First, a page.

Inorganic Chemistry, Vol.60, No.6, 3773-3780, 2021
Strategy for Achieving Long-Wavelength Near-Infrared Luminescence of Diimineplatinum(II) Complexes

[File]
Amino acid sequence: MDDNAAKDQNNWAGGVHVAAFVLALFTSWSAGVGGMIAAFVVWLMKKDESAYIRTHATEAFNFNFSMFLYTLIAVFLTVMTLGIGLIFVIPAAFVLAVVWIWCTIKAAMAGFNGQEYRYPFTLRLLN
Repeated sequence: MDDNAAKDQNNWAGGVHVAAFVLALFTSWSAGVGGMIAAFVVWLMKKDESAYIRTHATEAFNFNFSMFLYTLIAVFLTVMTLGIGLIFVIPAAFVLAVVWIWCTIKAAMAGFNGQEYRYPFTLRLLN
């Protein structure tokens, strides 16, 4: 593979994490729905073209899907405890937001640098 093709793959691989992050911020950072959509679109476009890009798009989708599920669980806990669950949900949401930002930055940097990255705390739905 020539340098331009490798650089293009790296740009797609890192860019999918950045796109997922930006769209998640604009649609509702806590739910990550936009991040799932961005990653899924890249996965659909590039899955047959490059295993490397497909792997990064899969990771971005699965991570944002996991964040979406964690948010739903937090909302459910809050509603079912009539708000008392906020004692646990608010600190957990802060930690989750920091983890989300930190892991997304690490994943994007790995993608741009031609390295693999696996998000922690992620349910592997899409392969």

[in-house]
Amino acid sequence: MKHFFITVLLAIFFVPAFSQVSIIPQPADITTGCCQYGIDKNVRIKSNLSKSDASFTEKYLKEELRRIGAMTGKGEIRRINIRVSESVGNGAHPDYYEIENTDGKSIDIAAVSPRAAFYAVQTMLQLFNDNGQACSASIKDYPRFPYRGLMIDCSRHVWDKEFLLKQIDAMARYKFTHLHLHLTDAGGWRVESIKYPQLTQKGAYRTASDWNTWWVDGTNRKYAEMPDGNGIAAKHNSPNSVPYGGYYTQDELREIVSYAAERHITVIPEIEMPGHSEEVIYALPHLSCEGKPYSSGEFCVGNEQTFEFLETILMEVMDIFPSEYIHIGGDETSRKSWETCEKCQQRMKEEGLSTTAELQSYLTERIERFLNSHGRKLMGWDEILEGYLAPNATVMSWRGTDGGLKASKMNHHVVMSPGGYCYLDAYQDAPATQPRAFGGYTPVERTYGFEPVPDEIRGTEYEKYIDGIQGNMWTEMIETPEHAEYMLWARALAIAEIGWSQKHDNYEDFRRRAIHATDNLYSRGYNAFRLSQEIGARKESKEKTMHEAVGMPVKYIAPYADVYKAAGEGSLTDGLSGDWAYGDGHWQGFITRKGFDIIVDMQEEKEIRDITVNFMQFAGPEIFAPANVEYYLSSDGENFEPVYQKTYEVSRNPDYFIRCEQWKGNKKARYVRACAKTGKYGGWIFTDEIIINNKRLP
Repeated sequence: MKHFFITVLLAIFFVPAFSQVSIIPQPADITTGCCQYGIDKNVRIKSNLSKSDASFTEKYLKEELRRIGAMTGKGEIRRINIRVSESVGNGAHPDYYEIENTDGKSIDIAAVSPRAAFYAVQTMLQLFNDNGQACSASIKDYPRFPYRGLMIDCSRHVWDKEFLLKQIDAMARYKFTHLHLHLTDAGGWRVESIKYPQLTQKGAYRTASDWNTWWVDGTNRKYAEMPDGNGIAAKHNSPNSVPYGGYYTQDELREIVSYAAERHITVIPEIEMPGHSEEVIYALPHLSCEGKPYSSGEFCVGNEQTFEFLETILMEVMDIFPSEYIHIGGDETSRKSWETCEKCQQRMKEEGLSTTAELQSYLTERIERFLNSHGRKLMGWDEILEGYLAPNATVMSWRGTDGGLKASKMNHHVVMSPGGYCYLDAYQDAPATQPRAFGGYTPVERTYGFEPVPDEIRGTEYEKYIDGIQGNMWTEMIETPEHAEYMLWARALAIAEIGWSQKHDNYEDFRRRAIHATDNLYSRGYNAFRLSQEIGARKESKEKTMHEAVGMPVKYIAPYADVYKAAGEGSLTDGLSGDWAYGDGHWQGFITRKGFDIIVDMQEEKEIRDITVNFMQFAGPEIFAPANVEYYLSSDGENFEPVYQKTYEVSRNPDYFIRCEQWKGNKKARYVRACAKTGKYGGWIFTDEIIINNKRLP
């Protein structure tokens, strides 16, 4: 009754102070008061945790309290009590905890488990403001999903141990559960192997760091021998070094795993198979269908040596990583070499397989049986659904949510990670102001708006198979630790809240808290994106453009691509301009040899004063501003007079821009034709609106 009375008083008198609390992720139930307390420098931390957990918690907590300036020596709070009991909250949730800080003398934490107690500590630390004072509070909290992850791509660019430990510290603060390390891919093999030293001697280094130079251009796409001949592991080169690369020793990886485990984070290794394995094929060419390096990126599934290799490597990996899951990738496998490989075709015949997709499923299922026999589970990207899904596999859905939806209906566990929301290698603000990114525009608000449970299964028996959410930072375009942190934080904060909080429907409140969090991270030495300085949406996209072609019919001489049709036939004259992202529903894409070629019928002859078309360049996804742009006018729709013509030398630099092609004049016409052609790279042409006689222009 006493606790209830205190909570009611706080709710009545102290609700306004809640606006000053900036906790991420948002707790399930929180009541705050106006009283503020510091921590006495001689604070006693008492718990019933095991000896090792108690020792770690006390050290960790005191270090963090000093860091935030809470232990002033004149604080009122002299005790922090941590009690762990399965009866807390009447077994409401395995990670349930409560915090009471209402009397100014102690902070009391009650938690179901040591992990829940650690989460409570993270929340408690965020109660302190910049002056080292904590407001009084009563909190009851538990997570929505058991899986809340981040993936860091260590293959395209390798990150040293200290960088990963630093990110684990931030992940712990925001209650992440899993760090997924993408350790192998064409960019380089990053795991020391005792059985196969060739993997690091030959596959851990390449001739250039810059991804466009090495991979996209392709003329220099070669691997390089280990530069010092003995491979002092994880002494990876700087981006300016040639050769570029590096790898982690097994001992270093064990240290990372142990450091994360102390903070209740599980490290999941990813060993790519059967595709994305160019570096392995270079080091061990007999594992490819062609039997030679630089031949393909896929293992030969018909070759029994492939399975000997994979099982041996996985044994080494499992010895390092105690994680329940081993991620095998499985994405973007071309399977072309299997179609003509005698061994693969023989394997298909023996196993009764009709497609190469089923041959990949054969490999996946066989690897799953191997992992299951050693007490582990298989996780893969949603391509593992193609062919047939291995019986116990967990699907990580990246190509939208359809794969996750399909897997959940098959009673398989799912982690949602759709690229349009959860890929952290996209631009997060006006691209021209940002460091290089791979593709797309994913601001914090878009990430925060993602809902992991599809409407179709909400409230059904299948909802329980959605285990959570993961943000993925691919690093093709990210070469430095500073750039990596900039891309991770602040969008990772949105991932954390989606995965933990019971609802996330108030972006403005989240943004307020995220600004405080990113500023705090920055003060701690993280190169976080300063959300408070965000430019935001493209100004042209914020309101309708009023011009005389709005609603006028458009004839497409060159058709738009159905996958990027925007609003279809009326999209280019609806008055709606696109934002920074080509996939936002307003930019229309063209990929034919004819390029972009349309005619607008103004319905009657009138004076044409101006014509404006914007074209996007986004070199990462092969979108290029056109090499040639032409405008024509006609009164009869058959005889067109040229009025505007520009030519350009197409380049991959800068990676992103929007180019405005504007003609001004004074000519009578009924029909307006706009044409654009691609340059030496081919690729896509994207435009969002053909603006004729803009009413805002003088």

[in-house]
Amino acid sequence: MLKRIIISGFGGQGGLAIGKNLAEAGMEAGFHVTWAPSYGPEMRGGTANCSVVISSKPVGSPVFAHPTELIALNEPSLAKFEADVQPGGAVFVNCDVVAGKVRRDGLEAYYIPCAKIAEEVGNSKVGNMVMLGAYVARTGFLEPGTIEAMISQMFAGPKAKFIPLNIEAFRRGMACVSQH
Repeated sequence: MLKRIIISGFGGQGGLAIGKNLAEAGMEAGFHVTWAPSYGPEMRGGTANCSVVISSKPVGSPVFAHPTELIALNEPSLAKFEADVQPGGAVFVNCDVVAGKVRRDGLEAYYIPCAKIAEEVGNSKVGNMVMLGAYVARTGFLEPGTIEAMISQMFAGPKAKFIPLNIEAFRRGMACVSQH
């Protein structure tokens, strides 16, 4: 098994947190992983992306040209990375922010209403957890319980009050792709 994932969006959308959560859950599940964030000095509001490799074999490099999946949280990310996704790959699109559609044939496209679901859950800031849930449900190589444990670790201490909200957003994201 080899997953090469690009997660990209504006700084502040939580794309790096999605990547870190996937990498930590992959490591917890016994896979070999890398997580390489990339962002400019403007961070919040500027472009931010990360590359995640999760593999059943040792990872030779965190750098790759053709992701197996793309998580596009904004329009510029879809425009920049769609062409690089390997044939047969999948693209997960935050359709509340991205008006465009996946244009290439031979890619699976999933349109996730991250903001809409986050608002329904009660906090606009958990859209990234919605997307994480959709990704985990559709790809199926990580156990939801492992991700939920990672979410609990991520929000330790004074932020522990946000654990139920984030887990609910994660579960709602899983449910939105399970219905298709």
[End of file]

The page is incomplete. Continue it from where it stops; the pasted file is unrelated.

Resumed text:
Although many strategies have been used to help design effective near-infrared (NIR) luminescent materials, it is still a huge challenge to realize long-wavelength NIR luminescence of diimineplatinum(II) complexes in the solid state. Herein, we have successfully achieved long-wavelength NIR luminescence of a family of diimineplatinum(II) complexes based on a new strategy that combines a one-dimensional (1D) "Pt wire" structure with the electronic effect of the substituent. The structures of six solvated diimineplatinum(II) complexes based on 4,4-dichloro-2,2'-bipyridine or 4,4-dibromo-2,2'-bipyridine and 4-substituted phenylacetylene ligands have been determined, namely, 1 center dot 1/2toluene, 2 center dot 1/2THF, 3 center dot 1/8toluene, 4 center dot 1/2THF, 5 center dot 1/8CH2Cl2, and 6 center dot 1/4toluene. All of them crystallize in the monoclinic space group C2/c or C2/ m and stack in the 1D "Pt wire" structure. In the solid state, six complexes exhibited unusual long-wavelength metal-metal-to-ligand charge-transfer luminescence that peaked at 984, 1044, 972, 990, 1022, and 935 nm, respectively. Interestingly, 2 center dot 1/2THF has the shortest Pt center dot center dot center dot Pt distance and the longest emission wavelength among the six complexes. As far as we know, the luminescence of 2 center dot 1/2THF at 1044 nm is the longest emission wavelength among known diimineplatinum(II) complexes. Systematic studies revealed that good molecular planarity, suitable substituent position, weak hydrogen-bond-forming ability of the substituents, appropriate molecular bending, and weakening of the interaction between solvated molecules and platinum molecules are conducive to the construction of a 1D "Pt wire" structure of the diimineplatinum(II) complex. Furthermore, the emission energy of the complex is mainly determined by the strength of the Pt-Pt interaction and electronic effect of the substituent.